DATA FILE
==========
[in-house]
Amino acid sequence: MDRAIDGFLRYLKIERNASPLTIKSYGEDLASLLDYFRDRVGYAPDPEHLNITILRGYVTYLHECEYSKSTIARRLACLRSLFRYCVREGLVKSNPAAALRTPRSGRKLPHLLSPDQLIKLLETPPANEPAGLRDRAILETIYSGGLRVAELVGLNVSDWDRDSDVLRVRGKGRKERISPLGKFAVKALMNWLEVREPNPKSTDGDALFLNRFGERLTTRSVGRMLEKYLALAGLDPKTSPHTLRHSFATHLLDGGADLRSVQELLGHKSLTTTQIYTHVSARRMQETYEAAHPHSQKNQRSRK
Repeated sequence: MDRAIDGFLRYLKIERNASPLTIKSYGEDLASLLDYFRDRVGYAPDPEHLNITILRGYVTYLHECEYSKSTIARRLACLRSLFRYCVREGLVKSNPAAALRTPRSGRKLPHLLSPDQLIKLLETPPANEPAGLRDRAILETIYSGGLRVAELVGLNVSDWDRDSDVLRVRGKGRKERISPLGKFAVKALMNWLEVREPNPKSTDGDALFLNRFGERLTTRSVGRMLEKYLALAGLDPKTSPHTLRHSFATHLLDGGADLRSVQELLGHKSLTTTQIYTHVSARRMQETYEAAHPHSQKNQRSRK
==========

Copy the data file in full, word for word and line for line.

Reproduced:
[in-house]
Amino acid sequence: MDRAIDGFLRYLKIERNASPLTIKSYGEDLASLLDYFRDRVGYAPDPEHLNITILRGYVTYLHECEYSKSTIARRLACLRSLFRYCVREGLVKSNPAAALRTPRSGRKLPHLLSPDQLIKLLETPPANEPAGLRDRAILETIYSGGLRVAELVGLNVSDWDRDSDVLRVRGKGRKERISPLGKFAVKALMNWLEVREPNPKSTDGDALFLNRFGERLTTRSVGRMLEKYLALAGLDPKTSPHTLRHSFATHLLDGGADLRSVQELLGHKSLTTTQIYTHVSARRMQETYEAAHPHSQKNQRSRK
Repeated sequence: MDRAIDGFLRYLKIERNASPLTIKSYGEDLASLLDYFRDRVGYAPDPEHLNITILRGYVTYLHECEYSKSTIARRLACLRSLFRYCVREGLVKSNPAAALRTPRSGRKLPHLLSPDQLIKLLETPPANEPAGLRDRAILETIYSGGLRVAELVGLNVSDWDRDSDVLRVRGKGRKERISPLGKFAVKALMNWLEVREPNPKSTDGDALFLNRFGERLTTRSVGRMLEKYLALAGLDPKTSPHTLRHSFATHLLDGGADLRSVQELLGHKSLTTTQIYTHVSARRMQETYEAAHPHSQKNQRSRK